Ancient Greek Hypocrisy

Ancient Greek Hypocrisy

A coin with the face of Aphrodite on the front.

A coin with the face of Aphrodite on the front.

Aphrodite, Ἀφροδίτης (Kluth), the Goddess of Love, Romance and Beauty ( Greece Travel); Artemis, Άρτεμις (Kluth), the Goddess of the Hunt, the Forest, Wildlife, Childbirth, and the Moon ( Greece Travel); Athena, Ἀθηνά (Kluth), the Goddess of Wisdom, War, and Crafts ( Greece Travel); Demeter, Δήμητραν (Kluth), the Goddess of Agriculture ( Greece Travel); Hera, Ἡρα (Kluth), the Queen of the Gods; Hestia, Ἑστία, the Goddess of Home and Homelife ( Greece Travel) and goddess of the hearth (; Mnemosyne, the Goddess of Memory(; Moirai, Moira Krataia, (Kerényi 33) the Goddess of Fate; the nine Muses, αἱ μοῦσαι, hai moũsai (Wikipedia), the Goddesses of the Art and Sciences; Nemesis, Νέμεσις, the messenger of Justice, the Goddess of Retribution or Divine Vengeance (Linné); Nike, ‘Νίκην,’ the Goddess of Victory (Kluth); all of them are Greek goddesses. All of them were worshiped by the Greeks for many centuries, and there are more than the ones listed. But their worshipping of female deities happens to be hypocritical. The treatment of their women is completely different to the way they treat their goddesses. Some might say that isn’t true because they didn’t treat their female goddesses any better, but it isn’t how they are treated that is the problem; it is the fact the they “existed” that makes the Greeks hypocrites. Some women are named, Clytemnestra of Mycenae was particularly important, but the rest of women are merely mentioned in passing.

Pegasus: the reverse of the coin of Aphrodite.

Pegasus: the reverse of the coin of Aphrodite.

Aphrodite, the Goddess of Love, Romance, and Beauty, came to be because of the castration of the God Uranus. Artemis, the Goddess of Wisdom, War, and Crafts, was the daughter of Leto and the sister of Apollo. “She was always described as a virgin huntress.” (Kerényi) Athena, the Goddess of Wisdom, War, and Crafts, was the daughter of Metis, whom Zeus had eaten because the prophecy around her was that her child would be wiser than the father. One day, Zeus got a really bad headache. After someone hit him in the head, Athena came forth fully armored. She is the protector of warriors, Odysseus from the Homer’s Odyssey for example.

Demeter, the Goddess of Agriculture. Her happiness dictates whether or not the Greeks have wheat. When her daughter Persephone is with her, she is happy, and the Greeks have the seasons Spring and Summer, but when Persephone has to go to the Underworld, her sadness causes the seasons to become Fall and Winter, causing the wheat to die. She is the key to the Greeks’ survival.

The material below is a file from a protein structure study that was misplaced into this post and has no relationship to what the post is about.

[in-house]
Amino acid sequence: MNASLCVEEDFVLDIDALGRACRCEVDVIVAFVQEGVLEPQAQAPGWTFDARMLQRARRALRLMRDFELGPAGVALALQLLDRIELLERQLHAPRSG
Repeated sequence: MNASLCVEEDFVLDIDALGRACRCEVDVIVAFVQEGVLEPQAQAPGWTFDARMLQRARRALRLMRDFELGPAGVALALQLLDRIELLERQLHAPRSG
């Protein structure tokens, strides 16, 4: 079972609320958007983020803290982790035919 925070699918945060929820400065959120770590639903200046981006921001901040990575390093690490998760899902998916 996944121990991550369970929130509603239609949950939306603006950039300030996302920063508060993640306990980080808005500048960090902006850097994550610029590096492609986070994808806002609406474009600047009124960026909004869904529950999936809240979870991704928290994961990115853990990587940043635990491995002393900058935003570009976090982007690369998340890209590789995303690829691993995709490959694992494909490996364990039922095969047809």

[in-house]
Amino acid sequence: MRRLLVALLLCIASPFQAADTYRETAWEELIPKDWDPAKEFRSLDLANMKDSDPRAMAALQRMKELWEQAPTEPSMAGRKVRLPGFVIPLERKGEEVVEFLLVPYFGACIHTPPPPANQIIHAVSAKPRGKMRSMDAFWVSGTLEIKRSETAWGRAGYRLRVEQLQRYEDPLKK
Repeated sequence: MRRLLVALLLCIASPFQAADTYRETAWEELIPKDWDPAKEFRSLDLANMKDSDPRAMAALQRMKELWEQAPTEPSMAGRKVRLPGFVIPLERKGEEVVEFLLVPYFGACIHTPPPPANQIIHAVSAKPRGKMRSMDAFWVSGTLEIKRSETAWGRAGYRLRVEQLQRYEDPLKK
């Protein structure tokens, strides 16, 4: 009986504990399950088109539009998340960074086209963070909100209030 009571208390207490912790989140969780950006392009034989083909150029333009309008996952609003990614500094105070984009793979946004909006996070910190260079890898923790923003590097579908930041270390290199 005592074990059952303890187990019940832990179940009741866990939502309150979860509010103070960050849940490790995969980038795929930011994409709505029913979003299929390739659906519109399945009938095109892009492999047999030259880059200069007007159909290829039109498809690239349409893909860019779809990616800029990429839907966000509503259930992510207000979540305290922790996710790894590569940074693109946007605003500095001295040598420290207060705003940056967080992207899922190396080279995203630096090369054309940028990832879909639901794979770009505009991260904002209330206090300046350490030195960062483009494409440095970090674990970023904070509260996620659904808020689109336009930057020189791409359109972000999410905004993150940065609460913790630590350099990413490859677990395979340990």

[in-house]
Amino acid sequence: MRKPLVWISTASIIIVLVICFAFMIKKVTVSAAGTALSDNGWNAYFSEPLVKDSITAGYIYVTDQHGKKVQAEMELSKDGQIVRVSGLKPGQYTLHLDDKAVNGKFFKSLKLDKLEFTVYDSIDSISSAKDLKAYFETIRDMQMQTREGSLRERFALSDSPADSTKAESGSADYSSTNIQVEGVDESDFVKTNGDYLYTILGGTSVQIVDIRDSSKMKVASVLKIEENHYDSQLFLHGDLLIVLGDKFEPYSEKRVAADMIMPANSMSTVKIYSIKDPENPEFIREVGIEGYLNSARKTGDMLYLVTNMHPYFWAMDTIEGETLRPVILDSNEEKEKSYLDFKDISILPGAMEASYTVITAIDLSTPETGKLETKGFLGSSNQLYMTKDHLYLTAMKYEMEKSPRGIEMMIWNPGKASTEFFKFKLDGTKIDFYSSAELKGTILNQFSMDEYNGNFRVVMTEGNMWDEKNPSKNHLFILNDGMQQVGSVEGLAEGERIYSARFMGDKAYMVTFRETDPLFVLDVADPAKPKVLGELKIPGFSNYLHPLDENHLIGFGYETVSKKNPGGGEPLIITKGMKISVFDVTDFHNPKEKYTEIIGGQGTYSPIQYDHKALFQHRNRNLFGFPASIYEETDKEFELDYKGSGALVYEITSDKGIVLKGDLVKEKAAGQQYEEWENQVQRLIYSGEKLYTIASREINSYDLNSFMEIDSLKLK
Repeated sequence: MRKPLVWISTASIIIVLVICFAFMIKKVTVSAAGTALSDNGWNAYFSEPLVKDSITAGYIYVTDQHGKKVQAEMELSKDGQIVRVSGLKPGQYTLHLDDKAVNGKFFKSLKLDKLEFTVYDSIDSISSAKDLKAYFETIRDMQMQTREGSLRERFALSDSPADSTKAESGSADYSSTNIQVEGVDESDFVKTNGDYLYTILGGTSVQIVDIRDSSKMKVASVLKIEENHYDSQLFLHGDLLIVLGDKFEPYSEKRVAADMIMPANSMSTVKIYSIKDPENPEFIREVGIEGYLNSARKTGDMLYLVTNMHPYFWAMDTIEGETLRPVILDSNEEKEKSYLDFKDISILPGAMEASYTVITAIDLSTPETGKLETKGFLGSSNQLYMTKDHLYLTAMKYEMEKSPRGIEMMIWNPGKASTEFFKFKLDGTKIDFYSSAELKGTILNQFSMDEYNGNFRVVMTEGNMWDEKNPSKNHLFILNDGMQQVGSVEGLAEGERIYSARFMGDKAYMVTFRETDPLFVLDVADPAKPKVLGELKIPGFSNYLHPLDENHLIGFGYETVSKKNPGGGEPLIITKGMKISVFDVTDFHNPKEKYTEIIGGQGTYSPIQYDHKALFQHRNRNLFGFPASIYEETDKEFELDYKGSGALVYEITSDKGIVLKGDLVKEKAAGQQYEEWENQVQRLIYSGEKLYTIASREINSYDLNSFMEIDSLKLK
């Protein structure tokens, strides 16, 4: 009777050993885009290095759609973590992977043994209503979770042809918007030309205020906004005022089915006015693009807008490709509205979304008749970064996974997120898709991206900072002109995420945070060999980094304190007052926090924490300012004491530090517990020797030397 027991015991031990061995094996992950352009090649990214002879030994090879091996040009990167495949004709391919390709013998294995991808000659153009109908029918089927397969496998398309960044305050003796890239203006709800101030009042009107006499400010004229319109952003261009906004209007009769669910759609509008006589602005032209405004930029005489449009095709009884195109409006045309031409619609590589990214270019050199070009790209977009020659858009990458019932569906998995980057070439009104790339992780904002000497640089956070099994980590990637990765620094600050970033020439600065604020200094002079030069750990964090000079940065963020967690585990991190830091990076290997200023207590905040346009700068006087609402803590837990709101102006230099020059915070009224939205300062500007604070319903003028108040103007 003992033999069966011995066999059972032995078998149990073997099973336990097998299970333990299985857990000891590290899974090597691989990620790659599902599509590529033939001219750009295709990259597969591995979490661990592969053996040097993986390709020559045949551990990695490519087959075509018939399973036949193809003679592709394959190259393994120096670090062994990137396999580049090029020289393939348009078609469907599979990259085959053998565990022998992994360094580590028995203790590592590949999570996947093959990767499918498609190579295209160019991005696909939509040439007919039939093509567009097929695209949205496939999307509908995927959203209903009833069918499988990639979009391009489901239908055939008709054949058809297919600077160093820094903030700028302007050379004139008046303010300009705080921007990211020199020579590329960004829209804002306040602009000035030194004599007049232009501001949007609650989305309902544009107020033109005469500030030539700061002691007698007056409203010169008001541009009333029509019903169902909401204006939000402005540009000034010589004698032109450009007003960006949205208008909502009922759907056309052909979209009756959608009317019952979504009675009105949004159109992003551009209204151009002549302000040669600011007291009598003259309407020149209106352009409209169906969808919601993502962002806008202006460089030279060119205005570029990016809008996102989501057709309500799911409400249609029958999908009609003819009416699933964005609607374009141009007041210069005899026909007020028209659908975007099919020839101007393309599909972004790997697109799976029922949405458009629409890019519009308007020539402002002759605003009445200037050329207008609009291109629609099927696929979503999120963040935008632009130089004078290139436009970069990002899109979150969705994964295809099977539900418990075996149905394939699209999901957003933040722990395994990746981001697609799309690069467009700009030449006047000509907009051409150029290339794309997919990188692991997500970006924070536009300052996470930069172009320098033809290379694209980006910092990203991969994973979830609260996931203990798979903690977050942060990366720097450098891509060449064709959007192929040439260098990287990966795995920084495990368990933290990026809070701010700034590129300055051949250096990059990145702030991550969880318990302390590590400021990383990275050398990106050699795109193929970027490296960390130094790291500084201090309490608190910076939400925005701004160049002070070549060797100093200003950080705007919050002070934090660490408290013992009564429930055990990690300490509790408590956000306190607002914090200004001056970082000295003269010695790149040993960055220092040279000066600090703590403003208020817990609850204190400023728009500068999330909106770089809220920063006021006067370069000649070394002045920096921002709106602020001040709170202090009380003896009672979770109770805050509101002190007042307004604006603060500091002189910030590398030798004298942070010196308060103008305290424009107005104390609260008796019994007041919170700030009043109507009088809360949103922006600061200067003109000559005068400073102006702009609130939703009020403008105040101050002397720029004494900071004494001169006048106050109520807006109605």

nemesis coinHera, the Queen of the Gods, Zeus’s wife. She is self explanatory, cheated on constantly, but self explanatory. Zeus having his way with every woman he wants is just an example of how men were dominating society. Hestia, the Goddess of Home and Homelife.

Moirai, the Goddess of Fate. The Muses were named Calliope (Epic Poetry), Clio (History), Erato (Love Poetry), Euterpe (Music), Melpomene (Tragedy), Polyhymnia (Hymns), Terpsichore (Dance), Thaleia (Comedy), Urania (Astronomy), and they are the Goddesses of the Arts and Sciences ( Before poets, like Homer, began reciting their oral poetry, they would call upon the aid of the Muses. They were created by Zeus, the King of the Gods, who secretly lied nine nights with Mnemosyne, the Goddess of Memory( We would not have the arts, which men dominated in at the time, if not for the Muses.


Hera, Queen of the Gods

Nemesis is the messenger of Justice, the Goddess of Retribution or Divine Vengeance. In Greek society, if someone in their family is killed, it is their duty to kill whoever killed their relatives. Who is responsible for that? Nike, the Goddess of Victory; whenever there is a victor in battle, who is their representative? Some of the most important positions that defined Greek society were represented by female deities, the wheat, the arts, battle and victory, their justice system, love and beauty, the homelife.

In Greek society, Athens to be specific, the women were “viewed as a burden to her husband, and her father must contribute a dowry for her support” (Pomeroy 84). In Sparta, on the other hand, because they lacked

precious metals, slaves, or other movable wealth, there would be little, except land and horses, to constitute a substantial and useful dowry. A theory about dowry supports the view that there was a time when dowries did not exist in Sparta. Dowries are found principally in parts of the Mediterranean where men cultivate land with a plow and own the instruments and beasts needed for production. In such societies, women’s work was undervalued (Pomeroy 83-84)1.

The Spartans were the opposite of Athens, so they are the exception. Their women had more rights than the rest of the Greek city-states, so Sparta shall be left out of the picture here on. Athens is where the concentration shall be kept from here on after.

Everything was decided for women in Athens; how they acted, what work they did, who they married, etc. “As a logical consequence of the woman’s duty to Athens, marriage and motherhood were considered the primary goals of every female citizen” (Pomeroy 62)2.

The birth of a child, especially a son, was considered a fulfillment of the goal of the marriage. A girl was ideally first married at fourteen to a man of about thirty. Since marriage was the preferable condition for women, and men were protective of their women, a dying husband, like a divorcing husband, might arrange a future marriage for his wife (Pomeroy 64)2.

In the late fifth century B.C., the need for safety behind city walls lead many Athenians to turn to urban living, abandoning farming. The effect of urbanization upon women was to have their activities moved indoors, which made their labor less visible; hence less valued (Pomeroy 71). Yet their Goddesses, Athena for her wisdom especially, was highly valued. Why did they build the Parthenon for the Goddess Athena, and then repress their women?

Parthenon/ Παρθενών

Parthenon/ Παρθενών